• Tuesday, June 28, 2022


UK drilling down on charity licences in India

Lord Tariq Ahmad, Britain’s minister of state for the Commonwealth (Photo by Matt Dunham – WPA Pool/Getty Images)

By: Chandrashekar Bhat

THE UK government said it is drilling down on India’s refusal to renew foreign funding licences of a large number of charities.

Peers in the House of Lords of the UK Parliament debated the issue following a question raised by crossbench peer Lord Harries of Pentregarth on Thursday (6), asking what representations the British government had made to its Indian counterparts about the “blocking of overseas funds for the Missionaries of Charity and other non-governmental organisations”.

Under India’s Foreign Contribution Regulation Act (FCRA), the charity founded by Mother Teresa in Kolkata was recently denied renewal along with other NGOs, a move the south Asian country said is a matter of “routine processing” under “well-established procedure and long-standing administrative practice”.

“We are aware of some non-governmental organisations that face difficulties in India due to the use of the Foreign Contribution Regulation Act by the Indian government, and that some have recently had applications to renew their foreign funding licences rejected,” said Lord Tariq Ahmad, the UK’s minister of state in the Foreign, Commonwealth and Development Office (FCDO).

“On the issue of the licence in India, I have looked into this specifically, and we do not know why its applications were rejected. I have asked and pressed to see the kinds of numbers that currently exist,” he said, referring to the Missionaries of Charity.

Lord Harries asked whether the action against the charity was to prevent people coming “into contact with Christianity and eventually convert to it”.

“Among the 12,580 organisations whose licences have ceased to exist, some ceased to exist because they did not submit their applications in time, and others were rejected for other reasons. There are Christian NGOs, but there are also 250 Hindu NGOs and more than 250 Muslim NGOs, so whether this is specifically against Christian organisations is not shown by the data, but I am requesting further information in this respect,” Lord Ahmad said.

Lord Alton of Liverpool asked if the government had studied the list of organisations that have lost their licences, which number “as high as 3,000”.

Lord Ahmad replied: “Because of the constructive nature of our engagement, we are able to raise this not just with the Indian High Commission here in London but in a constructive manner with the Indian government directly”.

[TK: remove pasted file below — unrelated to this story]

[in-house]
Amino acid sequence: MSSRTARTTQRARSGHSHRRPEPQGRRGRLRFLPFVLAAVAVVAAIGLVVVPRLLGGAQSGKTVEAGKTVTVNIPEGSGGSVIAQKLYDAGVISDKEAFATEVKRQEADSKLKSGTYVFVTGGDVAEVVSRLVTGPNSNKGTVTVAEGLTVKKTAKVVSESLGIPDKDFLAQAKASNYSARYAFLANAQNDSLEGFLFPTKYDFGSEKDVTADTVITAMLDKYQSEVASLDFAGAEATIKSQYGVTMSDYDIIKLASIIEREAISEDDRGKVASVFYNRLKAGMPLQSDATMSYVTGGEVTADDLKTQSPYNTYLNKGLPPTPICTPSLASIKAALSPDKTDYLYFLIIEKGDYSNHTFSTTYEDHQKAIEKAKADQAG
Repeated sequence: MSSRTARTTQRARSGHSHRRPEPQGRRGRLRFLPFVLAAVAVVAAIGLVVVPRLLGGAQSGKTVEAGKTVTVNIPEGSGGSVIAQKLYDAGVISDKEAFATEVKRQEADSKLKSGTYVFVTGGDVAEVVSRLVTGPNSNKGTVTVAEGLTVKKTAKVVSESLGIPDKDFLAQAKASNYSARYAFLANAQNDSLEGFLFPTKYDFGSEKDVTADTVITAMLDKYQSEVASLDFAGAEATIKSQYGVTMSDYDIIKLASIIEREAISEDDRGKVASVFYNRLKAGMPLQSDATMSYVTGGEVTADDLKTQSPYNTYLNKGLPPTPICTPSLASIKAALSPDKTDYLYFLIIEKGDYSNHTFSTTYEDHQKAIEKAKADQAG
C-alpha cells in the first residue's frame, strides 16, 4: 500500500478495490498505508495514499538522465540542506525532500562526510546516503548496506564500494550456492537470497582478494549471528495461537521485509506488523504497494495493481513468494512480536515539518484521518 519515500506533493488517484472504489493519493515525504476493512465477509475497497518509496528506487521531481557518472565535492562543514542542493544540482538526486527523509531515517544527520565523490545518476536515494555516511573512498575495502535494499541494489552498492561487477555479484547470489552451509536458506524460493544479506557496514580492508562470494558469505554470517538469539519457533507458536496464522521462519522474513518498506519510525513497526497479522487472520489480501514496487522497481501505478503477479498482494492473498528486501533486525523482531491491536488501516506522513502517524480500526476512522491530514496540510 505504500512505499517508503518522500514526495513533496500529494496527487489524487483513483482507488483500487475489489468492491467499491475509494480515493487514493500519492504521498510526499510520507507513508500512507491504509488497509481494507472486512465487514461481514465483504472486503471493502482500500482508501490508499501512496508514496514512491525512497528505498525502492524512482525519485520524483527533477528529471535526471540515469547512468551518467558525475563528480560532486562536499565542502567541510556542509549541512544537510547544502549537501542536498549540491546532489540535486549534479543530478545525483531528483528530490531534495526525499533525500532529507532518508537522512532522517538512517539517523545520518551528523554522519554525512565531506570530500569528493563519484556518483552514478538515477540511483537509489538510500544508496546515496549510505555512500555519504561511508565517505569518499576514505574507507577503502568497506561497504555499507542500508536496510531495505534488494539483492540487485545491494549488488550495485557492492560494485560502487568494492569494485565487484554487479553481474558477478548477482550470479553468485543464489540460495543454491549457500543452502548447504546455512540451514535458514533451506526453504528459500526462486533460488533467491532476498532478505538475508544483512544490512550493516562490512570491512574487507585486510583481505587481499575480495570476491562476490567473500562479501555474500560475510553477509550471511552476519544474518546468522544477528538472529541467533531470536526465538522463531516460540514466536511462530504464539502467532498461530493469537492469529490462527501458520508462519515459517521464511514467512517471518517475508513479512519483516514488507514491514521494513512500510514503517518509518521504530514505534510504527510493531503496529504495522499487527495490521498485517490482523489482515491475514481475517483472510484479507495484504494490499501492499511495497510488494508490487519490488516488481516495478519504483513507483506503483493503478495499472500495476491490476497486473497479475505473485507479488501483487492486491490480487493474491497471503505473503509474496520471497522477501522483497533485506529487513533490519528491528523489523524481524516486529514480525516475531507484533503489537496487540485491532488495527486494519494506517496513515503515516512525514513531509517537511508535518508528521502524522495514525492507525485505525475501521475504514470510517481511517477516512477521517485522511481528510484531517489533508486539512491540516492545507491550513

“The noble Lord points to specific numbers. As I alluded to earlier, I have asked specifically for a drill-down on the numbers over a period, so that I can analyse directly which organisations are impacted and the reasons why these licences have been revoked, to allow us to make much more qualified representation,” Lord Ahmad said.

The debate, which involved a section of cross-party peers, covered concerns around international civil society organisations being hampered in their work to fight poverty in India and also raised the issue of organisations such as Amnesty International and Oxfam being “starved of funds” in India.

Lord Ahmad said the UK government had taken up the issue of Amnesty International directly but that it continues to “provide challenge”.

“However, because of our lobbying and representations, we welcomed the recent High Court decision in Karnataka which allowed Amnesty to access some of its funds,” the minister said.

The Indian high commission in London said it would not like to comment on a discussion between members of Parliament.

It, however, said in a statement, “… this is a matter of routine processing by India’s ministry of home affairs of renewal applications for FCRA approval submitted by thousands of India-based entities including the Missionaries of Charity.”

“An examination of facts would make it clear that no single community, religion or source of funding has been particularly targeted or any accounts are frozen by the government of India. It would be seen that all these applications for renewal of FCRA licences have been processed as per well-established procedure and long-standing administrative practice which, in most countries, are recognised as a part of good governance,” the statement said.

Eastern Eye

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